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The Judge Steps Out

From Wikipedia, the free encyclopedia

The Judge Steps Out
The Judge Steps Out poster.jpg
Theatrical release poster
Directed byBoris Ingster
Screenplay byBoris Ingster
Alexander Knox
Story byBoris Ingster
Produced byMichael Kraike
StarringAlexander Knox
Ann Sothern
George Tobias
Sharyn Moffett
Florence Bates
Frieda Inescort
Myrna Dell
CinematographyRobert De Grasse
Edited byLes Millbrook
Music byLeigh Harline
Distributed byRKO Pictures
Release dates
February 1, 1948 (London)
  • June 2, 1949 (1949-06-02)
Running time
91 minutes
CountryUnited States

The Judge Steps Out is a 1948 American comedy film directed by Boris Ingster and written by Ingster and Alexander Knox. The film stars Knox and Ann Sothern, along with George Tobias, Sharyn Moffett, Florence Bates, Frieda Inescort and Myrna Dell. The film was completed in March 1947, but its American release was held up until June 2, 1949, by RKO Pictures.[1][2][3] The film was retitled Indian Summer in Great Britain and the Commonwealth.[4]


Thomas Bailey is bored with his job as a probate judge in Boston and appears to be just going through the motions as he decides against a mother in a custody case in favor of the child’s more conservative grandfather. At home, he’s a milquetoast to his self-centered and domineering wife Evelyn, who appears to despise her husband for his lack of ambition. She tries to get him a position as a Washington lobbyist for a large industrial company. Tom agrees to go to Washington to check things out. While on the train he develops what appears to be an ulcer and stops at a small town where the local doctor prescribes a break from everything, both family and business.

Tom takes some time out to go fishing, forgetting to send a telegram to his wife. Feeling guilty about this short respite, he returns home to overhear his wife speaking disparagingly about him to her friends. He slips out of the house unnoticed and, after weeks of travelling across the country, finds a job as a short-order cook at a roadside cafe in California run by a woman called Peggy (Ann Sothern).

Tom is happy in his new life, and he and Peggy fall in love. However Peggy is trying to adopt a girl, Nan, and is struggling with the legal process. Tom tries to help with adoption papers, but Peggy is rejected. Tom realizes that the courts are prejudiced against Peggy, partly because she is unmarried and has a man living in her restaurant/residence. Moreover, he realizes that he himself was prejudiced in his decision against the woman at the beginning of the movie. He perfunctorily handed over the woman’s child to her grandfather simply because he was rich and had gone to Harvard.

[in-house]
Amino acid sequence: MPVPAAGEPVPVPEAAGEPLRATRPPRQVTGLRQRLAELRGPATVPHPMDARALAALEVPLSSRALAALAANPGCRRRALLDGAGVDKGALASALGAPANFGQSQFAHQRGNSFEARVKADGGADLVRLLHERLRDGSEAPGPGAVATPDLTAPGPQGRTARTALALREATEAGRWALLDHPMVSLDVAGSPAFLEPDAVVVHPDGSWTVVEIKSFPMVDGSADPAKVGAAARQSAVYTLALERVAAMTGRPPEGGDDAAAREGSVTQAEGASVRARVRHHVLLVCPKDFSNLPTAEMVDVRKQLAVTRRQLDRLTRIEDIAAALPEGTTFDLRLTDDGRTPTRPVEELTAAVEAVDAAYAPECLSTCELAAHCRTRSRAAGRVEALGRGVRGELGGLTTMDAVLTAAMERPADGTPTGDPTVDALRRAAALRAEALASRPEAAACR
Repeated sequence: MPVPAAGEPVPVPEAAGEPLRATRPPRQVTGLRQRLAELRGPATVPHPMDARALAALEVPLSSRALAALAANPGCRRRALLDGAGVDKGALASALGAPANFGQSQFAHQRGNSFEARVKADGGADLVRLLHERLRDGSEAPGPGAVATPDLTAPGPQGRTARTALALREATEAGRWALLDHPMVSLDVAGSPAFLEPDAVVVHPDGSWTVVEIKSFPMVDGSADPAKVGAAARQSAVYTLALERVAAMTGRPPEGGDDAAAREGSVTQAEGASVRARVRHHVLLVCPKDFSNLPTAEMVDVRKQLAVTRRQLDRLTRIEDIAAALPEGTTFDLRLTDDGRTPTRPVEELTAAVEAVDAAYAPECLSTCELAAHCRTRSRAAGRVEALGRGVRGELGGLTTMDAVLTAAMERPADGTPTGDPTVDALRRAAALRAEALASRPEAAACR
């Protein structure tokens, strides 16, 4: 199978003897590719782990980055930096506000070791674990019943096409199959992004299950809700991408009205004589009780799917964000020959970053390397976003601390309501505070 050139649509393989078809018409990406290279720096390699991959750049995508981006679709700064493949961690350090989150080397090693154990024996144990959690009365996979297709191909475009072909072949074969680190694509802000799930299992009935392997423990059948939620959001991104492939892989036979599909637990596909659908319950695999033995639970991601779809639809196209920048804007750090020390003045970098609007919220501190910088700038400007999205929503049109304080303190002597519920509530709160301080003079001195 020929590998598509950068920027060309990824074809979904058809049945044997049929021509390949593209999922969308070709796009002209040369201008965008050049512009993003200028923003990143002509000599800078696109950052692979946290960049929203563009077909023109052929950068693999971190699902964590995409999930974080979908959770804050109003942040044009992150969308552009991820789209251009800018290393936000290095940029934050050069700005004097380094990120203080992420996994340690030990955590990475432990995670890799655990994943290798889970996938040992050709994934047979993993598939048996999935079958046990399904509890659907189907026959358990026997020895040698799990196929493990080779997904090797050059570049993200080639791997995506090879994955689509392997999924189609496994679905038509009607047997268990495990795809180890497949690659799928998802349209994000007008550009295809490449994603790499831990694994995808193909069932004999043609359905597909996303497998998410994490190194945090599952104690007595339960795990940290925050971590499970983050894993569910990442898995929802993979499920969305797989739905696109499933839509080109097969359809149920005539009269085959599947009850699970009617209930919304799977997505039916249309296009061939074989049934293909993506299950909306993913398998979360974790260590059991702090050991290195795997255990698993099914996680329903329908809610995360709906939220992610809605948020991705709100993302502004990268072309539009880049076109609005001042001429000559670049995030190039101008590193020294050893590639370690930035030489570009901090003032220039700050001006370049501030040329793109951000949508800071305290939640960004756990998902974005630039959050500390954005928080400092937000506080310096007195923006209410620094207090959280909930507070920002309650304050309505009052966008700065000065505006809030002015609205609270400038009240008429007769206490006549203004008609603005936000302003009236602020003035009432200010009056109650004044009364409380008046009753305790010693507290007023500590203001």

Tom returns to Boston to resolve this miscarriage of justice, and succeeds with both. While appealing the case to the Appellate court he is offered a seat on the bench. He declines this as he wishes to return to California, Peggy and Nan. Planning to end things with Evelyn, he finds she has changed. She is now less self-centred; more empathetic and almost loving towards Tom.

Despite Evelyn's sadness, Tom prepares to return to California. He arrives at the train station but realizes that he loves the law, and that running off to California is only a childish dream. Unexpectedly, Peggy shows up at the station and, in a brief exchange, they explain how they have each found happiness; Peggy with Nan, and Tom in Boston. Tom gives his ticket to Peggy for her to return to California, and they part affectionately. Tom watches the train leave, and returns to his home.



The film recorded a loss of $650,000.[5]


  1. ^ "The Judge Steps Out (1949) - Overview -". Turner Classic Movies. Retrieved 20 September 2014.
  2. ^ "The Judge Steps Out". TV Guide. Retrieved 20 September 2014.
  3. ^ "Movie Review - The Judge Steps Out (1949)". The New York Times. Retrieved 20 September 2014.
  4. ^ 08 Mar 1949 -p.2 Geraldton Guardian - 8 March 1949
  5. ^ Richard B. Jewell, Slow Fade to Black: The Decline of RKO Radio Pictures, Uni of California, 2016

External links

This page was last edited on 24 August 2022, at 05:26
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